Pat Buchanan: 'What did Christ die on the cross to save us from?'
By Pat Buchanan
(WND) “Pope Declares No Hell?”
So ran the riveting headline on the Drudge Report of Holy Thursday.
Drudge quoted this exchange, published in La Repubblica, between Pope Francis and his atheist friend, journalist Eugenio Scalfari.
Scalfari: “What about bad souls? Where are they punished?”
Bad souls “are not punished,” Pope Francis is quoted, “those who do not repent and cannot therefore be forgiven disappear. There is no hell, there is the disappearance of sinful souls.”
On the first Holy Thursday, Judas betrayed Christ. And of Judas the Lord said, “Woe to that man by whom the Son of Man shall be betrayed; it were better for him if that man had never been born.”
Did the soul of Judas, and those of the monstrous evildoers of history, “just fade away,” as Gen. Douglas MacArthur said of old soldiers? If there is no hell, is not the greatest deterrent to the worst of sins removed?
What did Christ die on the cross to save us from?
If Francis made such a statement, it would be rank heresy.
Had the pope been speaking ex cathedra, as the vicar of Christ on earth, he would be contradicting 2,000 years of Catholic doctrine, rooted in the teachings of Christ himself. He would be calling into question papal infallibility, as defined in 1870 by the Vatican Council of Pius IX.
Questions would arise as to whether Francis is a true pope.
The Vatican swiftly issued a statement saying the pope had had a private conversation, not a formal interview, with his friend, Scalfari.
The Vatican added: “The textual words pronounced by the pope are not quoted. No quotation of the aforementioned article must therefore be considered as a faithful transcription of the words of the Holy Father.”
Sorry, but this will not do. This does not answer the questions the pope raised in his chat. Does hell exist? Are souls that die in mortal sin damned to hell for all eternity? Does the pope accept this belief? Is this still the infallible teaching of the Roman Catholic Church?
However one may applaud Francis’ stance on social justice, on matters of faith and morals he has called defined doctrine into question and created confusion throughout the Church he heads.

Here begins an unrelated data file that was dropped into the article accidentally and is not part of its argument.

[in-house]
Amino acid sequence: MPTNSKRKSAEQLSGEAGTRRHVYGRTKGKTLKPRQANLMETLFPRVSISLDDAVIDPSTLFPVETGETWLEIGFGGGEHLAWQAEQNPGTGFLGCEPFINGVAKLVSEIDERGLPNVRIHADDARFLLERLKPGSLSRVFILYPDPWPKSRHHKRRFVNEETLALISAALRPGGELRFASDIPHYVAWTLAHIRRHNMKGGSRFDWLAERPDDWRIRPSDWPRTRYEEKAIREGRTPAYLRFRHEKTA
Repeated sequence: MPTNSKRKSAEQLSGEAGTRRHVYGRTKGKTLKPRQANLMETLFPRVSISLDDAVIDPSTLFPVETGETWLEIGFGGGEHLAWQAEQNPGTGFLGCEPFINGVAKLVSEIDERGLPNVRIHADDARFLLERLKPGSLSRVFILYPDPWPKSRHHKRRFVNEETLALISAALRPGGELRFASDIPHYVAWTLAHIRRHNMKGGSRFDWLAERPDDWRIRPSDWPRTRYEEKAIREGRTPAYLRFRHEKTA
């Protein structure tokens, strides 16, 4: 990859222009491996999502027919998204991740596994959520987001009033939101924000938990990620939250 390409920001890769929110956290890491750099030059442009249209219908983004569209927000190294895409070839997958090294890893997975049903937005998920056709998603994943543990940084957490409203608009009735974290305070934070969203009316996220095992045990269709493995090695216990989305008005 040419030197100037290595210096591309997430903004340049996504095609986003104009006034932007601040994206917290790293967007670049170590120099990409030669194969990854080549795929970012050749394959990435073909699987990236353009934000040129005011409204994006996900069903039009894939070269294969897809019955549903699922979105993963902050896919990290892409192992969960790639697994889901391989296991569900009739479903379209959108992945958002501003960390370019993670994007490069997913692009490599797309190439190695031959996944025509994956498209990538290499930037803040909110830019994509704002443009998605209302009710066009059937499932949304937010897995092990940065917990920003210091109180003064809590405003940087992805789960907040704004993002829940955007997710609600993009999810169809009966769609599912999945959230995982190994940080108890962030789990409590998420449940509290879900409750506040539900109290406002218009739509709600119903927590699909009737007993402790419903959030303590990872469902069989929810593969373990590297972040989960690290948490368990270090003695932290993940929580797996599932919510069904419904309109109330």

In his letter Amoris Laetitia, “The Joy of Love,” the pope seemed to give approval to the receiving of Holy Communion by divorced and remarried Catholics, whose previous marriages had not been annulled, and whom the Church holds to be living in adultery.
Relying on the pope’s letter, German bishops have begun to authorize the distribution of Communion to divorced and remarried couples.
Cardinal Gerhard Muller, former prefect of the Vatican office for the Doctrine of the Faith, the position once held by Pope Benedict XVI, says this contradicts Catholic doctrine as enunciated by Pope John Paul II.
Said Cardinal Muller, “No power in heaven or on earth, neither an angel nor the pope, not a council, nor a law of the bishops has the faculty to change it.”
Four cardinals, including Raymond Burke of the United States, in a formal letter, asked the pope to clarify Amoris Laetitia. The pope did not, nor has he addressed the cardinals’ concerns.
Indeed, when asked early in his papacy about the immorality of homosexuality, the pope parried the question, “Who am I to judge?”
But if not thee, who? Is not the judging of right and wrong part of the job description?
Nor is it only in the realm of doctrine that the pope has sown confusion among the faithful.
To legalize the underground Catholic Church in China, the pope and the Vatican have agreed to ask Catholic bishops to stand aside for bishops approved by the Communist Party that seeks tighter control of Christian faiths.
The Vatican has also agreed to approve the consecration of a bishop named by Beijing, whom Rome previously regarded as illegitimate.
The capitulation is necessary for the Catholic Church in China to survive and prosper, argues the Vatican. But what kind of church will it become, asks retired Archbishop Joseph Zen Ze-kiun of Hong Kong.
The Vatican is “selling out” the Church in China, says the archbishop: “Some say that all the effort to reach an agreement is to avoid the ecclesial schism. How ridiculous! The schism is there, in the Independent Church!”
Archbishop Zen concedes his criticism of the Communist Party and the Vatican’s diplomatic efforts are causing problems in closing the rift between the underground Church and the Communist Party-sanctioned church, but he makes no apology: “Am I the major obstacle in the process of reaching a deal between the Vatican and China? If that is a bad deal, I would be more than happy to be the obstacle.”
There is a division inside Catholicism that is widening, between a Third World and traditional church that are growing, and a mainstream Church in Europe and here that is taking on aspects of the Anglican Church of the 20th century.
And how did that turn out, Your Holiness?